In the example below, the preset category is color, and the subcategories of color are palette, duotone, and gradients.

In the official documentation, this nesting is sometimes presented as
settings.color.palette, settings.blocks.blockname.color.gradients

Multiple values are placed inside arrays. You separate properties with a comma:

{
"version": 1,
"settings": {
	"color": {
		"palette": [
			{
			     "slug": "purple",
			     "color": "#D1D1E4",
			     "name": "Purple"
			},
			{
			     "slug": "red",
			     "color": "#E4D1D1",
			     "name": "Red"
			}
		],
		"gradients": [
			{
			"slug": "purple-to-red",
			"gradient": "linear-gradient(160deg, var(--wp--preset--color--purple), var(--wp--preset--color--red))",
			"name": "Purple to Red"
			}
		],
                "duotone": [
		         {
				"colors": [ "#1d1f35", "#6cace4" ],
				"slug": "dark-blue-and-light-blue",
				"name": "Dark blue and light blue"
			},
			{
				"colors": [ "#1d1f35", "#c7c0af" ],
				"slug": "dark-blue-and-beige",
				"name": "Dark blue and beige"
			}
		]
             }
      }
}

If you look at the gradient above, you can see that it uses the purple and red colors from the palette. Each preset generates a CSS variable using this naming convention:

--wp--preset--{preset-category}--{preset-slug}

And the output from the example is:

--wp--preset--color--purple: #D1D1E4;
--wp--preset--color--red: #E4D1D1;

--wp--preset--gradient--purple-to-red: linear-gradient(160deg, var(--wp--preset--color--purple), var(--wp--preset--color--red));

Layout and content width

The layout category replaces add_theme_support( 'align-wide' ); and defines the width of the content.

  • contentSize -The default block width.
  • wideSize -The width of blocks with the wide align setting enabled.

This setting does not output CSS custom properties.

Place this code under settings:

"layout": {
	"contentSize": "840px",
	"wideSize": "1100px"
}

Custom presets

With custom presets, you are not limited to using properties that the block supports.
A custom preset can be anything. If you want to handle all your CSS custom properties in one settings file, you can use theme.json to create custom CSS custom properties that you can use anywhere in your CSS.

"custom": {
	"spacing": "14px"
}

Custom preset generates a CSS custom property using this naming convention:

--wp--custom--slug

Because of this, you should not use -- in your slug or values.

The output from the example is:

--wp--custom--spacing: 14px;

Enable or disable features

Typography features

  • customLineheight: Opt-in, set to true to enable.
  • customFontSize: Let the user select a custom size value. Enabled by default, set to false to disable.
  • customFontWeight: Enabled by default, set to false to disable.
  • customFontStyle: Enabled by default, set to false to disable.
  • dropCap: Let the user add a drop cap. Enabled by default, set to false to disable.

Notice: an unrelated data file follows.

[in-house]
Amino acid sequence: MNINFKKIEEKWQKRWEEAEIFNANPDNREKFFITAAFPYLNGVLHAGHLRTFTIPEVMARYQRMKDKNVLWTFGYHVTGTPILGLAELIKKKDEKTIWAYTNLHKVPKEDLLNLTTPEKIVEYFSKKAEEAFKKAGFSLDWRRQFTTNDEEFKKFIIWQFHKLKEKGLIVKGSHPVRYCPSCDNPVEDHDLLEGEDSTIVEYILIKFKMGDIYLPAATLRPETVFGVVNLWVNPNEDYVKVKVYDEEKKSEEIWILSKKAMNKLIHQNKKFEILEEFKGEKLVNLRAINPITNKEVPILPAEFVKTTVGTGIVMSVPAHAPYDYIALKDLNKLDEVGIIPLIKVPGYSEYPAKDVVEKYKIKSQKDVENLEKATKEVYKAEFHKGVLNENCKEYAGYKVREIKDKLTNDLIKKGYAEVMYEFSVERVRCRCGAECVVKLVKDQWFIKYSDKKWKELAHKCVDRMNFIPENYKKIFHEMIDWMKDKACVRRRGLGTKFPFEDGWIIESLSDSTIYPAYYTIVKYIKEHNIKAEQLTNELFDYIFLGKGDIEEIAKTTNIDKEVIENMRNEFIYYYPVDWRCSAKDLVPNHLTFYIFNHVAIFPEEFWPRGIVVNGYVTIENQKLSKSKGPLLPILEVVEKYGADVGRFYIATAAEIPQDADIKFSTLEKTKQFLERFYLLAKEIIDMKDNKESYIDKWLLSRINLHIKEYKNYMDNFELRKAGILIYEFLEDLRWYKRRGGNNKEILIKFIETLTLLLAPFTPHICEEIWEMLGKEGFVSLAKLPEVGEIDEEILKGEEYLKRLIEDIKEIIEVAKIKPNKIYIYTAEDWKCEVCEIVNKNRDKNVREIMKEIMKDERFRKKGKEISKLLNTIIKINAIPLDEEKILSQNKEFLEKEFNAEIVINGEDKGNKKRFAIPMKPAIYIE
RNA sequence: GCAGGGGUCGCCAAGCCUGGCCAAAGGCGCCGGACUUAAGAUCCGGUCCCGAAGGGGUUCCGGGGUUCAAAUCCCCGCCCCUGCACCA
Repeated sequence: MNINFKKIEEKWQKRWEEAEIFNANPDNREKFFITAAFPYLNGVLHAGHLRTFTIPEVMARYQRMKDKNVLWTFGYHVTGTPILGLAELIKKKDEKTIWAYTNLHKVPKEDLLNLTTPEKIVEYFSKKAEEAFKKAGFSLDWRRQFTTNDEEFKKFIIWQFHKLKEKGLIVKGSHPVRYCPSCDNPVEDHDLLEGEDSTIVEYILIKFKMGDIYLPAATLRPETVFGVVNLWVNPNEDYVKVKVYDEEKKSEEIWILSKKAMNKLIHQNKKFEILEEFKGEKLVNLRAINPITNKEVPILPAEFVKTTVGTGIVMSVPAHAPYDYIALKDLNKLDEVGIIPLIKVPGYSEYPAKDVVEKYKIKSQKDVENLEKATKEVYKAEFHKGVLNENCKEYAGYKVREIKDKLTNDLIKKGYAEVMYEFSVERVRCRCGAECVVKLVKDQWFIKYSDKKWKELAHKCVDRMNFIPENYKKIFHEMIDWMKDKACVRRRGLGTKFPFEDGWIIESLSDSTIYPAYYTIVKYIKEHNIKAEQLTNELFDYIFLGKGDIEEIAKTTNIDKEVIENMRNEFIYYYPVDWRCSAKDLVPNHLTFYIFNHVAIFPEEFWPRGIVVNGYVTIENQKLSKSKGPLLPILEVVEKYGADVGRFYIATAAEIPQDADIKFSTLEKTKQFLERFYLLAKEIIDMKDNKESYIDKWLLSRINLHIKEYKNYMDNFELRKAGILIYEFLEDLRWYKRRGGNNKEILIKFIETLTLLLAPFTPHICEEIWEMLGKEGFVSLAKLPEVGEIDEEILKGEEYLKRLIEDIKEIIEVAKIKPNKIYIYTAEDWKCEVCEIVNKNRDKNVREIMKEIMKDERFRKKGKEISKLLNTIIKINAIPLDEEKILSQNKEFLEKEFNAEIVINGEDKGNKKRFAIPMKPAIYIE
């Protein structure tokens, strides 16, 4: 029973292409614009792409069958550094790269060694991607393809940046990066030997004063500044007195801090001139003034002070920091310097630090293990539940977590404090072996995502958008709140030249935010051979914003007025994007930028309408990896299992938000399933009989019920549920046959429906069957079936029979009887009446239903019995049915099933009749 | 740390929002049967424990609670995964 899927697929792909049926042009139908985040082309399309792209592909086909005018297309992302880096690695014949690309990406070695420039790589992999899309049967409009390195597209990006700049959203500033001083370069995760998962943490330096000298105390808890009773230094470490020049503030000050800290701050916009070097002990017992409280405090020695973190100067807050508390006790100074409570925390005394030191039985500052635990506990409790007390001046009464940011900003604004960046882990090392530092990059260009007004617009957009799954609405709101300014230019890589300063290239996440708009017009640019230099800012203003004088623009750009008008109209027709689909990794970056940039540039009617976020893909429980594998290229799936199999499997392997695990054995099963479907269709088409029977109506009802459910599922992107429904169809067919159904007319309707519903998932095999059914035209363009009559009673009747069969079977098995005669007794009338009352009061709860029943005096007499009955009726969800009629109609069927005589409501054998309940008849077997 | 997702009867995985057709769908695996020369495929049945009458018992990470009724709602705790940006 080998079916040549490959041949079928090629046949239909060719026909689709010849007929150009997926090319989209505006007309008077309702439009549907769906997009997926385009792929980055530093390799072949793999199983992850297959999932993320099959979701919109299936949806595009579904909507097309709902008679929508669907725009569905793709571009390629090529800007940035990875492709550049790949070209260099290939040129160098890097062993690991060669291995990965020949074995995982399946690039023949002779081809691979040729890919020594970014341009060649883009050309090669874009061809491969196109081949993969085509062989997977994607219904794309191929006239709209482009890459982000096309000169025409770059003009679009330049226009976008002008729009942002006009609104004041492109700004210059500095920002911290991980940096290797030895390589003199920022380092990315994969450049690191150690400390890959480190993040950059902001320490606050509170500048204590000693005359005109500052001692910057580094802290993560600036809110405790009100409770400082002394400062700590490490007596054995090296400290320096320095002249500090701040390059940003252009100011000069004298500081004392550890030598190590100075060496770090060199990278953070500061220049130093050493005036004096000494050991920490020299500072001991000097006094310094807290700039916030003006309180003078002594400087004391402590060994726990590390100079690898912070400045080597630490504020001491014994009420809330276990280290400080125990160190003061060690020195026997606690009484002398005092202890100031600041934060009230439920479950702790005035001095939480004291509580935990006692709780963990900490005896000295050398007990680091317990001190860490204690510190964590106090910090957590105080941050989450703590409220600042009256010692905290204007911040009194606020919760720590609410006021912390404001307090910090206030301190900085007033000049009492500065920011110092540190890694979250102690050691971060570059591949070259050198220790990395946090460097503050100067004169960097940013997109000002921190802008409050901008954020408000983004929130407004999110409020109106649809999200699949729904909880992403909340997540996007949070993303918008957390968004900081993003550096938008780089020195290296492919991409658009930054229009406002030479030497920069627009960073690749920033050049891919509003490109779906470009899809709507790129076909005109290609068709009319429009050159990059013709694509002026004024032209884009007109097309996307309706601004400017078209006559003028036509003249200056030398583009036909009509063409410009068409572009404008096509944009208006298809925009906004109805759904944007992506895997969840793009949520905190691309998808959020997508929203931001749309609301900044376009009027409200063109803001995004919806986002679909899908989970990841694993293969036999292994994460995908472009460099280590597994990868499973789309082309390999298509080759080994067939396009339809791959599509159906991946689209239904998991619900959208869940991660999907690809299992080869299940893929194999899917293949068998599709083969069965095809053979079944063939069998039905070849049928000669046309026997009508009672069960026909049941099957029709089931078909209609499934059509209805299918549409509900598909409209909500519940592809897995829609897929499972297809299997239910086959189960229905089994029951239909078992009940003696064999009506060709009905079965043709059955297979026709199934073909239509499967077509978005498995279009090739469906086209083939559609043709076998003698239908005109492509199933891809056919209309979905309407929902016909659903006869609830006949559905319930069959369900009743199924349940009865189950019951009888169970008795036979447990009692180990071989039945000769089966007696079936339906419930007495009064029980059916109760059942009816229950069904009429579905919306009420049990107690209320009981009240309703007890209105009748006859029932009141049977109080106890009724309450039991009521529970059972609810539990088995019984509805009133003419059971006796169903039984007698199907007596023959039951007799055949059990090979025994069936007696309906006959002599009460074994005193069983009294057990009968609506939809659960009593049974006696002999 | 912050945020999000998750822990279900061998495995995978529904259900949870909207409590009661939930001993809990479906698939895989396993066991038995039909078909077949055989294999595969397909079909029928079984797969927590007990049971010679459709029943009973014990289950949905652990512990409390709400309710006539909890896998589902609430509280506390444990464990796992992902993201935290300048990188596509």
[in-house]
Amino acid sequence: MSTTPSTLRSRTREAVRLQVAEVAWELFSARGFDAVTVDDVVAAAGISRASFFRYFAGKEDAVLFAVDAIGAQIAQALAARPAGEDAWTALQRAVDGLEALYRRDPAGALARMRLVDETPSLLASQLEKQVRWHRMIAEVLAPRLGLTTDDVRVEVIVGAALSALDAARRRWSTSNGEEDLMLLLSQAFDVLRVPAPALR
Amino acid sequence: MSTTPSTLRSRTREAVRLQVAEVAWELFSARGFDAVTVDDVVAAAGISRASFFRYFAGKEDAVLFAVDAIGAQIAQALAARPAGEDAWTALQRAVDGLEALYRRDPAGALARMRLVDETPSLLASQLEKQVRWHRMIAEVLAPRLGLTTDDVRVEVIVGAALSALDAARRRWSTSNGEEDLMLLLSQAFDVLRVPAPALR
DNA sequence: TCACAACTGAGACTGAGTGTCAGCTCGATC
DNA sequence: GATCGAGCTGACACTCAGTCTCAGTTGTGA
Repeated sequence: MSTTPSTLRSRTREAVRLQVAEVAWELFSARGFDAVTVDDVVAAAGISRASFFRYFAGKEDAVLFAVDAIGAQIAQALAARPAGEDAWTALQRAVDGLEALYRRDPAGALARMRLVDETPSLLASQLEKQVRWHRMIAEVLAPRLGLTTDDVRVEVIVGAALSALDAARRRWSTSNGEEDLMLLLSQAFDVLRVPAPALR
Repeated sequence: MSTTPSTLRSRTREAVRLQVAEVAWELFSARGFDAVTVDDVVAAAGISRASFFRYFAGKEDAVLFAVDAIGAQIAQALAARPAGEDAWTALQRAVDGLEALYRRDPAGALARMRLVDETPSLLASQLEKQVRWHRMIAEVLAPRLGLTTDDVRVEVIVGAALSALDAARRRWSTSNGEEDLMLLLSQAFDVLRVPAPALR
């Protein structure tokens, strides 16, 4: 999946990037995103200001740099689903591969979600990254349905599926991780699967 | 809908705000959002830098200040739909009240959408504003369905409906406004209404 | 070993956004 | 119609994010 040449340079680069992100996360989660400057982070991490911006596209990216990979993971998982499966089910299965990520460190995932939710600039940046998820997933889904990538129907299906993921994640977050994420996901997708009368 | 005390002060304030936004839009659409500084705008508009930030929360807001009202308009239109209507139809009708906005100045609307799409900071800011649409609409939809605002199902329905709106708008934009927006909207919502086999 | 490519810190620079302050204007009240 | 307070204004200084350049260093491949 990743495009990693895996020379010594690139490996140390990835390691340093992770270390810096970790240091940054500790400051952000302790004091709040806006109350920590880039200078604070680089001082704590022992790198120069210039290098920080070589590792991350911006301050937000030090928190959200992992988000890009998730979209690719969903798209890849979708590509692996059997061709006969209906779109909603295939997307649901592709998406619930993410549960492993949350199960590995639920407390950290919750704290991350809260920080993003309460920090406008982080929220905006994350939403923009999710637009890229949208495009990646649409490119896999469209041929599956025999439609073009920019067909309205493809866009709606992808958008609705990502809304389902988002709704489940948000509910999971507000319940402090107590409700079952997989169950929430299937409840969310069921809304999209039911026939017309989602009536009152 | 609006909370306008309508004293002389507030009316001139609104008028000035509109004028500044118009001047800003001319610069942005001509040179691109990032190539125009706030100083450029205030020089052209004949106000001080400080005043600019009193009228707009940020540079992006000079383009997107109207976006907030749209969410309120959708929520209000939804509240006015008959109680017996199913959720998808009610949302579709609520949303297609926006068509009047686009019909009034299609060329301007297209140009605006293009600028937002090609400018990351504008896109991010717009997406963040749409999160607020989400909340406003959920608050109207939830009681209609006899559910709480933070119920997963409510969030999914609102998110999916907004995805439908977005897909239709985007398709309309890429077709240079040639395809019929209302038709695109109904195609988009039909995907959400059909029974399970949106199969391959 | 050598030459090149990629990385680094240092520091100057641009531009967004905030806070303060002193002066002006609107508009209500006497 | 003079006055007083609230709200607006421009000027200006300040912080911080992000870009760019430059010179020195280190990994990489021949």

Example code:

"typography": {
	"customLineHeight": true,
        "customFontSize": false,
        "dropCap": false
}

Color

  • custom: Let the user select custom colors using the color picker. Enabled by default, set to false to disable.
  • customGradient: Let the user select custom gradients using the color picker. Enabled by default, set to false to disable.
  • link: Let the user select link text color. Used for all link states. Opt-in, set to true to enable.
"color": {
	"custom": false,
	"customGradient": false,
        "link": true
}

Padding & Margin

Enable support for custom padding and margin:

"spacing": {
        "customPadding": true,
	"customMargin": true
}

Enable custom units for the margin and padding:

"spacing": {
	"customPadding": true,
	"customMargin": true,
        "units": [ "px", "em", "rem", "vh", "vw" ]
}

Border

Enable support for borders:

"border": {
	"customColor": true,
	"customRadius": true,
	"customStyle": true,
	"customWidth": true
}

Presets for blocks

In the same way that you can create a default color palette, you can also create a palette specifically for a block. The block palette is used instead of the default palette.

These code examples are truncated but illustrate how you can create block presets:

Create a new section called blocks under settings:

{
    "version": 1,
    "settings": {
           "blocks": {
           }
    }
}

Add the name of the block inside the new blocks section. In this example, I am using the heading block:

{
    "version": 1,
    "settings": {
           "blocks": {
              "core/heading":{
              }
           }
    }
}

Any presets that you create inside this section will only apply to the heading block.

"core/heading":{
       "color": {
		"palette": [
			{
				"slug": "dark-blue",
				"color": "#1d1f35",
				"name": "Dark blue"
			},
			{
				"slug": "light-blue",
				"color": "#6cace4",
				"name": "Light blue"
			},
			{
				"slug": "light-grey",
				"color": "#fafafa",
				"name": "Light grey"
			}
		]
       }
}

Styles

Objects at the top level of the styles section are styles that affect the website.
Objects inside “blocks” are styles that affect the named block.


In the example, I am using a color hex value for the background, and a global styles preset for the text.